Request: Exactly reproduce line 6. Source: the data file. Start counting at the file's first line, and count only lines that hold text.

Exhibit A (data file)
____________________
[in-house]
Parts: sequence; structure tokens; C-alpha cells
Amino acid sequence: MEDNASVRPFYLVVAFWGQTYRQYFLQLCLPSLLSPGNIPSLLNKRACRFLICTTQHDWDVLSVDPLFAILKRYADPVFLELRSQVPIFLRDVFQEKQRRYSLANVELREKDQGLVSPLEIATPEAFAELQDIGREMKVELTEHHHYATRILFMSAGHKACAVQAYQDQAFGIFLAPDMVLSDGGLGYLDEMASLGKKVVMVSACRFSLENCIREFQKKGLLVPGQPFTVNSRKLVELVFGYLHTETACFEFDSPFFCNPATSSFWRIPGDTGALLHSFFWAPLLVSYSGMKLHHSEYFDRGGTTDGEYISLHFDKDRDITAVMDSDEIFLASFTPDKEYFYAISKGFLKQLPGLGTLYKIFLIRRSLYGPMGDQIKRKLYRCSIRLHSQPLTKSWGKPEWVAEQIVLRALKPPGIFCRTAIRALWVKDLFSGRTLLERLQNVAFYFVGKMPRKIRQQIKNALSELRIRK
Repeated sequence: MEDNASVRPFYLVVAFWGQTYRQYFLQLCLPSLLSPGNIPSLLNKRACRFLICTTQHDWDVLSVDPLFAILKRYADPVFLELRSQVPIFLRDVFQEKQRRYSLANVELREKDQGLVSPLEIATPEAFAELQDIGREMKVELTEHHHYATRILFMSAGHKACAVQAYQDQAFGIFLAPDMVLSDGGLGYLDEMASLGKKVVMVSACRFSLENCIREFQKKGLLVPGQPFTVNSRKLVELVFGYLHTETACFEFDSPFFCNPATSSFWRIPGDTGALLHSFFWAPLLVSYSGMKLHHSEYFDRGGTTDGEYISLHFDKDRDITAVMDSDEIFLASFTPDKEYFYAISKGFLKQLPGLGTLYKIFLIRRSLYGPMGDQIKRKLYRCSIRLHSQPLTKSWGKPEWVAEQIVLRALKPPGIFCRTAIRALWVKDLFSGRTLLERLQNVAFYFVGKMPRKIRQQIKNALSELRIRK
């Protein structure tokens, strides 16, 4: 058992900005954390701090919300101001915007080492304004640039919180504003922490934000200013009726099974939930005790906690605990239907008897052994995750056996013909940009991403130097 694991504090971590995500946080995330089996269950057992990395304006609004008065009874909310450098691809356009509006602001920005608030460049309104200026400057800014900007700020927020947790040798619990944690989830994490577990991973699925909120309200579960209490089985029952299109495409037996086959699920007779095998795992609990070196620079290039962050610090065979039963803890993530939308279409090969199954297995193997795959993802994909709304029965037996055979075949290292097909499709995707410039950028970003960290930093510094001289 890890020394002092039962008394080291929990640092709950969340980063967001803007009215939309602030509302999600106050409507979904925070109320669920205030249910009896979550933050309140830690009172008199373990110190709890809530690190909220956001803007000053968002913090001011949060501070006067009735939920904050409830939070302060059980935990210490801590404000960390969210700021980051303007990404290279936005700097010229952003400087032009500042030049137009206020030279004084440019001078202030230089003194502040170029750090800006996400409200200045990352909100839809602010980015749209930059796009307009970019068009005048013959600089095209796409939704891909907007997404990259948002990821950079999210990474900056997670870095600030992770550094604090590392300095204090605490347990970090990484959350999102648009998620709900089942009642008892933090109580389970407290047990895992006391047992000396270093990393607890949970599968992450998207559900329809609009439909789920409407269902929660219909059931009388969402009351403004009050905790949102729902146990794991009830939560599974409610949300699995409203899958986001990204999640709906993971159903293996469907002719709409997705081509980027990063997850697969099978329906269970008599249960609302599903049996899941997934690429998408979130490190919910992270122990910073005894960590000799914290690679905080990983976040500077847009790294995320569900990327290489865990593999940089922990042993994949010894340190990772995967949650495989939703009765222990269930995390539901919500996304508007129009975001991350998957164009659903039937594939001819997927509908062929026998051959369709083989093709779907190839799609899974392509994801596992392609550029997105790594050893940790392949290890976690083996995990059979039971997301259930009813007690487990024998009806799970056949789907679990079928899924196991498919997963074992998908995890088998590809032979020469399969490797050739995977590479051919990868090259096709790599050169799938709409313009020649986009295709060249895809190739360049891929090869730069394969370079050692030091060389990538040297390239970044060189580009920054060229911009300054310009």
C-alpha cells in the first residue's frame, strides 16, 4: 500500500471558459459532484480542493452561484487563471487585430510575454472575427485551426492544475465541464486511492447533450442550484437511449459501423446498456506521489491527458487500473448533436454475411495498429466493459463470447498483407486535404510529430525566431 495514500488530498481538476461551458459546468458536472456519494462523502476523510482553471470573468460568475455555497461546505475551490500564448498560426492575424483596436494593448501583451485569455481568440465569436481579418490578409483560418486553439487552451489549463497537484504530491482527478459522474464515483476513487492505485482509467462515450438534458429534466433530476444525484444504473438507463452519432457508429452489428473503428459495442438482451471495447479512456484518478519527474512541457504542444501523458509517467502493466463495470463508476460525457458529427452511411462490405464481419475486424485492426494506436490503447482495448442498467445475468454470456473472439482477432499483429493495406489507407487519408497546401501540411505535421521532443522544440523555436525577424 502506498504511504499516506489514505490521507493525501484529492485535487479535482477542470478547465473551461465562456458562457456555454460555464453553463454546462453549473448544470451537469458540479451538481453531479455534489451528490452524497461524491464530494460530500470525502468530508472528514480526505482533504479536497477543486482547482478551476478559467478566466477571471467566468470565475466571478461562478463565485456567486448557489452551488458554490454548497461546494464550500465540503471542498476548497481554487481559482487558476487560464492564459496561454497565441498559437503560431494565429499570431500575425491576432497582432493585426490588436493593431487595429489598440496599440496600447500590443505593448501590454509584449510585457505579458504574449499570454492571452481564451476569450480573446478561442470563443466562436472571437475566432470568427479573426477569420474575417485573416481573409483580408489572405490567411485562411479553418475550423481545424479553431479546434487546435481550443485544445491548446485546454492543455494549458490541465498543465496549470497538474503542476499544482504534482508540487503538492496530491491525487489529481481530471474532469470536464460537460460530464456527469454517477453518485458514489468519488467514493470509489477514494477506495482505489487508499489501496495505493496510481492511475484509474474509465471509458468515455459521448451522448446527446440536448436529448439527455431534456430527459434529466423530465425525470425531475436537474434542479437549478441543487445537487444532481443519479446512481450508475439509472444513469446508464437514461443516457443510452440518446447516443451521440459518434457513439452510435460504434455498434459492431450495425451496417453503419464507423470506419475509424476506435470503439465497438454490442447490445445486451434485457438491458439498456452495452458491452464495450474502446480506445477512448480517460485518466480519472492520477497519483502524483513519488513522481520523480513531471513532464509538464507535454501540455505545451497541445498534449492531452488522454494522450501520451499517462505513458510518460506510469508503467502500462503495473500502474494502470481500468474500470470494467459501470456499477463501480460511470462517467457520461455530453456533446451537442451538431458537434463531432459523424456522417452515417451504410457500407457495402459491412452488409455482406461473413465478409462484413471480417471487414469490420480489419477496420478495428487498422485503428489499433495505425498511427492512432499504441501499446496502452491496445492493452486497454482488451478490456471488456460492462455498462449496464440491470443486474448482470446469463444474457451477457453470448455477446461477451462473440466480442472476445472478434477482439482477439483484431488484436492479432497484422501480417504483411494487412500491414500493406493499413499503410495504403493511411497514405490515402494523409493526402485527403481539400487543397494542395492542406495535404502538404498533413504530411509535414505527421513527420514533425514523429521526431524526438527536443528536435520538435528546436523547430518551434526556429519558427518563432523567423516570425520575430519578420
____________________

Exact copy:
C-alpha cells in the first residue's frame, strides 16, 4: 500500500471558459459532484480542493452561484487563471487585430510575454472575427485551426492544475465541464486511492447533450442550484437511449459501423446498456506521489491527458487500473448533436454475411495498429466493459463470447498483407486535404510529430525566431 495514500488530498481538476461551458459546468458536472456519494462523502476523510482553471470573468460568475455555497461546505475551490500564448498560426492575424483596436494593448501583451485569455481568440465569436481579418490578409483560418486553439487552451489549463497537484504530491482527478459522474464515483476513487492505485482509467462515450438534458429534466433530476444525484444504473438507463452519432457508429452489428473503428459495442438482451471495447479512456484518478519527474512541457504542444501523458509517467502493466463495470463508476460525457458529427452511411462490405464481419475486424485492426494506436490503447482495448442498467445475468454470456473472439482477432499483429493495406489507407487519408497546401501540411505535421521532443522544440523555436525577424 502506498504511504499516506489514505490521507493525501484529492485535487479535482477542470478547465473551461465562456458562457456555454460555464453553463454546462453549473448544470451537469458540479451538481453531479455534489451528490452524497461524491464530494460530500470525502468530508472528514480526505482533504479536497477543486482547482478551476478559467478566466477571471467566468470565475466571478461562478463565485456567486448557489452551488458554490454548497461546494464550500465540503471542498476548497481554487481559482487558476487560464492564459496561454497565441498559437503560431494565429499570431500575425491576432497582432493585426490588436493593431487595429489598440496599440496600447500590443505593448501590454509584449510585457505579458504574449499570454492571452481564451476569450480573446478561442470563443466562436472571437475566432470568427479573426477569420474575417485573416481573409483580408489572405490567411485562411479553418475550423481545424479553431479546434487546435481550443485544445491548446485546454492543455494549458490541465498543465496549470497538474503542476499544482504534482508540487503538492496530491491525487489529481481530471474532469470536464460537460460530464456527469454517477453518485458514489468519488467514493470509489477514494477506495482505489487508499489501496495505493496510481492511475484509474474509465471509458468515455459521448451522448446527446440536448436529448439527455431534456430527459434529466423530465425525470425531475436537474434542479437549478441543487445537487444532481443519479446512481450508475439509472444513469446508464437514461443516457443510452440518446447516443451521440459518434457513439452510435460504434455498434459492431450495425451496417453503419464507423470506419475509424476506435470503439465497438454490442447490445445486451434485457438491458439498456452495452458491452464495450474502446480506445477512448480517460485518466480519472492520477497519483502524483513519488513522481520523480513531471513532464509538464507535454501540455505545451497541445498534449492531452488522454494522450501520451499517462505513458510518460506510469508503467502500462503495473500502474494502470481500468474500470470494467459501470456499477463501480460511470462517467457520461455530453456533446451537442451538431458537434463531432459523424456522417452515417451504410457500407457495402459491412452488409455482406461473413465478409462484413471480417471487414469490420480489419477496420478495428487498422485503428489499433495505425498511427492512432499504441501499446496502452491496445492493452486497454482488451478490456471488456460492462455498462449496464440491470443486474448482470446469463444474457451477457453470448455477446461477451462473440466480442472476445472478434477482439482477439483484431488484436492479432497484422501480417504483411494487412500491414500493406493499413499503410495504403493511411497514405490515402494523409493526402485527403481539400487543397494542395492542406495535404502538404498533413504530411509535414505527421513527420514533425514523429521526431524526438527536443528536435520538435528546436523547430518551434526556429519558427518563432523567423516570425520575430519578420